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The High Court, the Constitution and Australian Politics


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Table of Contents

1. Judicial review, invalidation and electoral politics: a quantitative survey Russell Smyth and Vinod Mishra; 2. Judicial review and the politics of constitutional amendment Michael Coper; 3. Judicial dissent and the politics of the High Court Andrew Lynch; 4. The Griffith Court John M. Williams; 5. The Knox Court Anne Twomey; 6. The Isaacs Court Tony Blackshield; 7. The Duffy Court Gabrielle Appleby; 8. The Latham Court: law, war and politics Fiona Wheeler; 9. The Dixon Court Helen Irving; 10. The Barwick Court Brian Galligan; 11. The Gibbs Court Nicholas Aroney and Haig Patapan; 12. The Mason Court Paul Kildea and George Williams; 13. The Brennan Court Patrick Emerton and Jeffrey Goldsworthy; 14. The Gleeson Court and the Howard era: a tale of two conservatives (and isms) Rosalind Dixon and Sean Lau; 15. The French Court Anika Gauja and Katharine Gelber.

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This book is an important contribution to the fields of law, politics and to comparative constitutional law more generally.

About the Author

Rosalind Dixon is a Professor of Law, at the University of New South Wales, Faculty of Law, having recently served as an Assistant Professor at the University of Chicago Law School. She earned her BA and LLB from the University of New South Wales, and was an associate to the Chief Justice of Australia, the Hon. Murray Gleeson AC, before attending Harvard Law School, where she obtained an LLM and SJD. Her work focuses on comparative constitutional law and constitutional design, theories of constitutional dialogue and amendment, socio-economic rights and constitutional law and gender, and has been published in leading journals in Canada, the US, the UK and Australia, including Osgoode Hall Law Journal, Cornell Law Review, the University of Pennsylvania Journal of Constitutional Law, The International Journal of Constitutional Law and the Sydney Law Review. George Williams AO is one of Australia's leading constitutional lawyers and public commentators. He is the Anthony Mason Professor, a Scientia Professor and the Foundation Director of the Gilbert and Tobin Centre of Public Law at the Faculty of Law, University of New South Wales. As an Australian Research Council Laureate Fellow, he is engaged in a five year international project on anti-terror laws and democracy. He has held visiting positions at Osgoode Hall Law School in Toronto, Columbia University Law School in New York and University College London. George has written and edited 28 books. He has appeared as a barrister in the High Court in some of the most important constitutional law cases of the last two decades, such as Lange v. Australian Broadcasting Corporation, the Hindmarsh Island Bridge Case and Plaintiff S157/2002 v. Commonwealth. He has also appeared in the Supreme Court and Court of Appeal of Fiji, including in Republic of Fiji v. Prasad on the legality of the 2000 coup. He has served on a number of public inquiries. As chair of the Victorian Human Rights Consultation Committee in 2005 he helped bring about Australia's first State bill of rights, the Victorian Charter of Human Rights and Responsibilities. In 2007 he chaired a NSW Government inquiry into Options for a New National Industrial Relations System that produced the historic referral of State industrial power over the private sector to the Commonwealth. He also served on a High Level Advisory Group on Federal-State Relations to Kevin Rudd MP. More recently, he was a member of the NSW Government's Panel to Examine Recall Elections and assisted the Northern Territory in its renewed attempt to become Australia's seventh State as a member of its Constitutional Convention Committee. George is a well-known media commentator on legal issues. He has been a columnist for The Australian and the Canberra Times and an on-air analyst for ABC Television. He is currently a columnist for the Sydney Mornin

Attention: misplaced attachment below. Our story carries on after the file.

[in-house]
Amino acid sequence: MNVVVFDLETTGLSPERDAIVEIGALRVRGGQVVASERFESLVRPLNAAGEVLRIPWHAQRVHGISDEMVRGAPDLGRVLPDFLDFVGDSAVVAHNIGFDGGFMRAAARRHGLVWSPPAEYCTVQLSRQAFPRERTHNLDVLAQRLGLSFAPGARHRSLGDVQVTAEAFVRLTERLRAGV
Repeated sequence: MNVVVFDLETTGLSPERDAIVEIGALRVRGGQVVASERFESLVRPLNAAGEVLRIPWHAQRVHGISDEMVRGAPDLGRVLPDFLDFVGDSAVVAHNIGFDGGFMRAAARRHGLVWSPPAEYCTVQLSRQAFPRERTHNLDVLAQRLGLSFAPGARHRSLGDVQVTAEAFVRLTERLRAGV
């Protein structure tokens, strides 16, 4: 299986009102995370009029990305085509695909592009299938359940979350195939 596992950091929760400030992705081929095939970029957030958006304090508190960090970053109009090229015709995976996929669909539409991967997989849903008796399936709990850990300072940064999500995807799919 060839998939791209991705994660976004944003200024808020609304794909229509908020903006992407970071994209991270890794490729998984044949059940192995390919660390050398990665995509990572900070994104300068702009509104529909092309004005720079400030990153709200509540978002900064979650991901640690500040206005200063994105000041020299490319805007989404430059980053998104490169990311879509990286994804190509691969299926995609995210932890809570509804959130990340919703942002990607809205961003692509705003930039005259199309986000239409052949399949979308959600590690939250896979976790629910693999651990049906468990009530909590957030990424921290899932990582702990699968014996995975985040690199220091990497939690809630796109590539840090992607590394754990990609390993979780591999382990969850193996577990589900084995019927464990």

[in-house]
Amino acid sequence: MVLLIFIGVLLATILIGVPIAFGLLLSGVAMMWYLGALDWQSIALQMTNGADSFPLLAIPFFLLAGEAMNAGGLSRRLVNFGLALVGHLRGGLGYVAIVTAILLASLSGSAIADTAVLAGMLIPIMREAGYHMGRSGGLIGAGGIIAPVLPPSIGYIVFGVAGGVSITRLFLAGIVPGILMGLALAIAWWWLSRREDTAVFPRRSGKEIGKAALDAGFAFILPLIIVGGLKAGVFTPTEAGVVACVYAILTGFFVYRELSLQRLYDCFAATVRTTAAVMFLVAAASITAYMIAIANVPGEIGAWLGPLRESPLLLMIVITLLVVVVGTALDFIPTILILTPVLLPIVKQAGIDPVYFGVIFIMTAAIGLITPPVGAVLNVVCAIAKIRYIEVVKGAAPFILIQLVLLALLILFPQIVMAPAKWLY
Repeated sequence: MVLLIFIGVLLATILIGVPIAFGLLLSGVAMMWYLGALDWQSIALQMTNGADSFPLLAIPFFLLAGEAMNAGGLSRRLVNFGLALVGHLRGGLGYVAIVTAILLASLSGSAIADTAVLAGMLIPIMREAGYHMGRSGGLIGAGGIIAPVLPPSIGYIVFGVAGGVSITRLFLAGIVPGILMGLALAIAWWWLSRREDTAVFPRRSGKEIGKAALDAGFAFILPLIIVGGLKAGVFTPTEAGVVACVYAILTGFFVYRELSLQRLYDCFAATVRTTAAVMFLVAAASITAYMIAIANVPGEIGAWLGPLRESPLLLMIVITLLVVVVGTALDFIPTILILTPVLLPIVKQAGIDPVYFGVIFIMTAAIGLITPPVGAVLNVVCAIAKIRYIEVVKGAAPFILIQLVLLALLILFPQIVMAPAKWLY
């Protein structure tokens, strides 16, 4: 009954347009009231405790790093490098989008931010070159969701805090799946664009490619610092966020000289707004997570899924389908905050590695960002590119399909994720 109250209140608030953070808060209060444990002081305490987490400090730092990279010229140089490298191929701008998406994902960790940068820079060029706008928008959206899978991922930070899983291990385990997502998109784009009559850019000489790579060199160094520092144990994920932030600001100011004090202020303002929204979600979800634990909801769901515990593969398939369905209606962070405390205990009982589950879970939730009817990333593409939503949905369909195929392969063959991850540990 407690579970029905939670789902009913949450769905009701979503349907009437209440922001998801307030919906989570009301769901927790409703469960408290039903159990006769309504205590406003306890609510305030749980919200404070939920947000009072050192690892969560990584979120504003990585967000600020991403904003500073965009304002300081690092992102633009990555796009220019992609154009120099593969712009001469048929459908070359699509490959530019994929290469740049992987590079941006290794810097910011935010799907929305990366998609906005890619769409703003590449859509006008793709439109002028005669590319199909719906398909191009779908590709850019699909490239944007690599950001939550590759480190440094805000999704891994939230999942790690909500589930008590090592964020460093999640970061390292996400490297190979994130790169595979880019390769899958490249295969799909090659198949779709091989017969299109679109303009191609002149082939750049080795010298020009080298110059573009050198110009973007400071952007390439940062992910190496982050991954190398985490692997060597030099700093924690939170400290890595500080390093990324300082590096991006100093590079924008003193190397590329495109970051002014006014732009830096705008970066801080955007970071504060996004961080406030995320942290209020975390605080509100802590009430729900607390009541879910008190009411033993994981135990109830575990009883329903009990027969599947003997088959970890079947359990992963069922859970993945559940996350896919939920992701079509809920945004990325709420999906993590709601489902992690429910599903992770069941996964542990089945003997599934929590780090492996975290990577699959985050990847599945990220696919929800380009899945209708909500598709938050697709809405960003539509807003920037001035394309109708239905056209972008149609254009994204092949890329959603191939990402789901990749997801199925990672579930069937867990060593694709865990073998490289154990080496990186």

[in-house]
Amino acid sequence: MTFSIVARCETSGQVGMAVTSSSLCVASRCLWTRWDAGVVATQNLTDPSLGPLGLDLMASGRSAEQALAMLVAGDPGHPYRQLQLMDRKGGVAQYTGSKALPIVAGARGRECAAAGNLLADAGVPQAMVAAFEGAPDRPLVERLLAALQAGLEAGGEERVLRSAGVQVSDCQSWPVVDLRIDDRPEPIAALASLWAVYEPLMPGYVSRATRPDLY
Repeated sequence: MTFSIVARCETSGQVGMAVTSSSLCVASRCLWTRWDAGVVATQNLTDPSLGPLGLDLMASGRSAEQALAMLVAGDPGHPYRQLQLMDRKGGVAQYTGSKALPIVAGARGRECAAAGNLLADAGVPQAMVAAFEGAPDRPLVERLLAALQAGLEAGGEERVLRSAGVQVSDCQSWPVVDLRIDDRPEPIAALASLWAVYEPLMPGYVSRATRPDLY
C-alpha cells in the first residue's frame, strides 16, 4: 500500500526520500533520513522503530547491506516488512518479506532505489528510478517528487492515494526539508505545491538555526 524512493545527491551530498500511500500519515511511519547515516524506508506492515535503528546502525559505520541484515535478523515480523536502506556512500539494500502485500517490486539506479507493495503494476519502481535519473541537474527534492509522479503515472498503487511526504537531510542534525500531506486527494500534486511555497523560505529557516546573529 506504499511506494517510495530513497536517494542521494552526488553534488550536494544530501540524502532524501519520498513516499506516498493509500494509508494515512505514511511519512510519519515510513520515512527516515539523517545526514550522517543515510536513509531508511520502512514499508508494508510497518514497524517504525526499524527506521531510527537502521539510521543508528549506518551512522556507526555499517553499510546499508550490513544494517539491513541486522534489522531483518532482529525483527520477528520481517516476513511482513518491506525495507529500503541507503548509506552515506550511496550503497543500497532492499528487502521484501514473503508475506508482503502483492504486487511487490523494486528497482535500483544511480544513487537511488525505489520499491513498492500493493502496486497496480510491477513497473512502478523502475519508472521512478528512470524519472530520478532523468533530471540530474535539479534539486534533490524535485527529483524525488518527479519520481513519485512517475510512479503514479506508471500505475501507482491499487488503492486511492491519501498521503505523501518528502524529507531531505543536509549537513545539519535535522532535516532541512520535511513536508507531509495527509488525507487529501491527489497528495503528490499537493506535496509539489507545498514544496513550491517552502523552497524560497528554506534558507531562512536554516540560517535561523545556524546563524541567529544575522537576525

'The High Court, the Constitution and Australian Politics sets the decisions of the High Court against the background of Australian political trends and attitudes in which they were made, thereby providing an important and scholarly contribution to the academic areas of politics and law, as well as to the area of comparative constitutional law ... This book will be of interest to those with an interest in jurisprudence and the development of the law, particularly the interaction of supreme courts with the governments of which they are an integral part. The book will be of interest not just to Australians but to all with an interest in the way in which court work, particularly in federations. It will be a particularly valuable resource for students of the law and the role of courts in the body politic.' Greg Reinhardt and Liz Porter, International Journal for Court Administration

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